… In my view, where a contractor (or any other person) is negligent in planning or constructing a building, and where that building is found to contain defects resulting from that negligence which pose a real and substantial danger to the occupants of the building, the reasonable cost of repairing the defects and putting the building back into a non-dangerous state are recoverable in tort by the occupants. The underlying rationale for this conclusion is that a person who participates in the construction of a large and permanent structure which, if negligently constructed, has the capacity to cause serious damage to other persons and property in the community, should be held to a reasonable standard of care.


61       Later, he said, at pp 212–213:


… If a contractor can be held liable in tort where he or she constructs a building negligently and, as a result of that negligence, the building causes damage to persons or property, it follows that the contractor should also be held liable in cases where the dangerous defect is discovered and the owner of the building wishes to mitigate the danger by fixing the defect and putting the building back into a non-dangerous state. In both cases, the duty in tort serves to protect the bodily integrity and property interests of the inhabitants of the building: see Dutton, supra, at p 396, per Lord Denning MR.


62       The learned judge then dealt with the policy consideration for imposing such a duty of care. He said, at pp 213–214:


Apart from the logical force of holding contractors liable for the cost of repair of dangerous defects, there is also a strong underlying policy justification for imposing liability in these cases. Under the law as developed in D & F Estates and Murphy, the plaintiff who moves quickly and responsibly to fix a defect before it causes injury to persons or damage to property must do so at his or her own expense. By contrast, the plaintiff who, either intentionally or through neglect, allows a defect to develop into an accident may benefit at law from the costly and potentially tragic consequences. In my view, this legal doctrine is difficult to justify because it serves to encourage, rather than discourage, reckless and hazardous behaviour. Maintaining a bar against recoverability for the cost of repair of dangerous defects provides no incentive for plaintiffs to mitigate potential losses and tends to encourage economically inefficient behaviour. … Allowing recovery against contractors in tort for the cost of repair of dangerous defects thus serves an important preventive function by encouraging socially responsible behaviour.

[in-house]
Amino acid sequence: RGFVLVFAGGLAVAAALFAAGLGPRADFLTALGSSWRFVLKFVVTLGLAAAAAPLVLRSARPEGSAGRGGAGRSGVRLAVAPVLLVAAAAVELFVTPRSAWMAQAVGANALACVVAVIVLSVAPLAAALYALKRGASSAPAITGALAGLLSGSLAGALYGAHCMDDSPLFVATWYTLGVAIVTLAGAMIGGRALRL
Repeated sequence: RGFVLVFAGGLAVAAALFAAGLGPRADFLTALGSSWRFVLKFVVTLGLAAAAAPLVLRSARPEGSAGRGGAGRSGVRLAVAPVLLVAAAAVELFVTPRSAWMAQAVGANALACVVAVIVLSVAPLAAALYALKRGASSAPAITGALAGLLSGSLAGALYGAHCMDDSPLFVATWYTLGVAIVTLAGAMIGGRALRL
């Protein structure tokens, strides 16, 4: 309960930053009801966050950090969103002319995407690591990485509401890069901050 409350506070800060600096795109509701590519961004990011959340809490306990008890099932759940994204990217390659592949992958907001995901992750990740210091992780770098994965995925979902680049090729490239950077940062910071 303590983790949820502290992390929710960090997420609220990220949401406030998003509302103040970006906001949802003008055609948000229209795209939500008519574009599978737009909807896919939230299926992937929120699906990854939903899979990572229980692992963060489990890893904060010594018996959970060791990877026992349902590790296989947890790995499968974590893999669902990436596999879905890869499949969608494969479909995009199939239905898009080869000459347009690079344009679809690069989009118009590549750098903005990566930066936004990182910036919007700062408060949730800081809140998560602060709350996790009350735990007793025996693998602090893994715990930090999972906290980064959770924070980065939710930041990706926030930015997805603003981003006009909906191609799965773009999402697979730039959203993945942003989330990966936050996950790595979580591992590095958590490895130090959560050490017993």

This conclusion is borne out by the facts of the present case, which fall squarely within the category of what I would define as a ‘real and substantial danger’. It is clear from the available facts that the masonry work on the Condominium Corp’s building was in a sufficiently poor state to constitute a real and substantial danger to inhabitants of the building and to passers-by. The piece of cladding that fell from the building was a storey high, was made of 4-inch-thick Tyndal stone, and dropped nine storeys. Had this cladding landed on a person or on other property, it would unquestionably have caused serious injury or damage. Indeed, it was only by chance that the cladding fell in the middle of the night and caused no harm. In this light, I believe that the Condominium Corp behaved responsibly, and as a reasonable homeowner should, in having the building inspected and repaired immediately. Bird should not be insulated from liability simply because the current owners of the building acted quickly to alleviate the danger that Bird itself may well have helped to create.